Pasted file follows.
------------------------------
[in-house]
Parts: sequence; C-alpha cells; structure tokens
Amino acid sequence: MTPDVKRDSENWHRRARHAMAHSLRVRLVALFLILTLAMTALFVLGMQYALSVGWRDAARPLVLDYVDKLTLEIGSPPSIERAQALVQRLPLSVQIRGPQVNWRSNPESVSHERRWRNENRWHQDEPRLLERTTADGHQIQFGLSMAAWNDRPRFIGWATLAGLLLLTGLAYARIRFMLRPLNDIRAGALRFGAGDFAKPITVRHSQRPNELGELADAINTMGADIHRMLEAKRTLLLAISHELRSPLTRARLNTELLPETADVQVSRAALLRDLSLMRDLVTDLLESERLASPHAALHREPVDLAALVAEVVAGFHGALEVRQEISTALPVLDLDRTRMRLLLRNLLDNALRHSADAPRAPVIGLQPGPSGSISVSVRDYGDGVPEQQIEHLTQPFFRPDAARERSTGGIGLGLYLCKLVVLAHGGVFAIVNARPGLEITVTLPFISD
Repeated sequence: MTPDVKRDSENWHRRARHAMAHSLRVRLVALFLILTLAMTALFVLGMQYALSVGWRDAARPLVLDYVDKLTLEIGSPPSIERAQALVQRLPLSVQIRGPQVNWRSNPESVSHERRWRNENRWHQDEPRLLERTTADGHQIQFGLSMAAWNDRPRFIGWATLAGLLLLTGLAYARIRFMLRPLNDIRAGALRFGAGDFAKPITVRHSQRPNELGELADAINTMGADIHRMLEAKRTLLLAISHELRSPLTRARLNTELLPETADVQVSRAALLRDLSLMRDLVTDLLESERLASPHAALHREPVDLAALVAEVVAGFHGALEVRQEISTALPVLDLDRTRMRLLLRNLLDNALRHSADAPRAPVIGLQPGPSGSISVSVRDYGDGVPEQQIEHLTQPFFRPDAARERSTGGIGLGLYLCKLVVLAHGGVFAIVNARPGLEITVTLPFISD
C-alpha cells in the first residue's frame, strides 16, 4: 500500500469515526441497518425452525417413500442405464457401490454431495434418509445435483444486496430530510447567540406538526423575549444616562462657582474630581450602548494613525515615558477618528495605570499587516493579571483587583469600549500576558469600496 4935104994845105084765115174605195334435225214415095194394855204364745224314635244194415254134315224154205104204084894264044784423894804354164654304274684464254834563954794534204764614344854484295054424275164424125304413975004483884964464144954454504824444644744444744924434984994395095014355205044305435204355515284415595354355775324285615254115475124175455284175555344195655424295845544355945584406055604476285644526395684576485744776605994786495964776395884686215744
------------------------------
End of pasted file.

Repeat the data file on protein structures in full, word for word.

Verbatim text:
[in-house]
Parts: sequence; C-alpha cells; structure tokens
Amino acid sequence: MTPDVKRDSENWHRRARHAMAHSLRVRLVALFLILTLAMTALFVLGMQYALSVGWRDAARPLVLDYVDKLTLEIGSPPSIERAQALVQRLPLSVQIRGPQVNWRSNPESVSHERRWRNENRWHQDEPRLLERTTADGHQIQFGLSMAAWNDRPRFIGWATLAGLLLLTGLAYARIRFMLRPLNDIRAGALRFGAGDFAKPITVRHSQRPNELGELADAINTMGADIHRMLEAKRTLLLAISHELRSPLTRARLNTELLPETADVQVSRAALLRDLSLMRDLVTDLLESERLASPHAALHREPVDLAALVAEVVAGFHGALEVRQEISTALPVLDLDRTRMRLLLRNLLDNALRHSADAPRAPVIGLQPGPSGSISVSVRDYGDGVPEQQIEHLTQPFFRPDAARERSTGGIGLGLYLCKLVVLAHGGVFAIVNARPGLEITVTLPFISD
Repeated sequence: MTPDVKRDSENWHRRARHAMAHSLRVRLVALFLILTLAMTALFVLGMQYALSVGWRDAARPLVLDYVDKLTLEIGSPPSIERAQALVQRLPLSVQIRGPQVNWRSNPESVSHERRWRNENRWHQDEPRLLERTTADGHQIQFGLSMAAWNDRPRFIGWATLAGLLLLTGLAYARIRFMLRPLNDIRAGALRFGAGDFAKPITVRHSQRPNELGELADAINTMGADIHRMLEAKRTLLLAISHELRSPLTRARLNTELLPETADVQVSRAALLRDLSLMRDLVTDLLESERLASPHAALHREPVDLAALVAEVVAGFHGALEVRQEISTALPVLDLDRTRMRLLLRNLLDNALRHSADAPRAPVIGLQPGPSGSISVSVRDYGDGVPEQQIEHLTQPFFRPDAARERSTGGIGLGLYLCKLVVLAHGGVFAIVNARPGLEITVTLPFISD
C-alpha cells in the first residue's frame, strides 16, 4: 500500500469515526441497518425452525417413500442405464457401490454431495434418509445435483444486496430530510447567540406538526423575549444616562462657582474630581450602548494613525515615558477618528495605570499587516493579571483587583469600549500576558469600496 4935104994845105084765115174605195334435225214415095194394855204364745224314635244194415254134315224154205104204084894264044784423894804354164654304274684464254834563954794534204764614344854484295054424275164424125304413975004483884964464144954454504824444644744444744924434984994395095014355205044305435204355515284415595354355775324285615254115475124175455284175555344195655424295845544355945584406055604476285644526395684576485744776605994786495964776395884686215744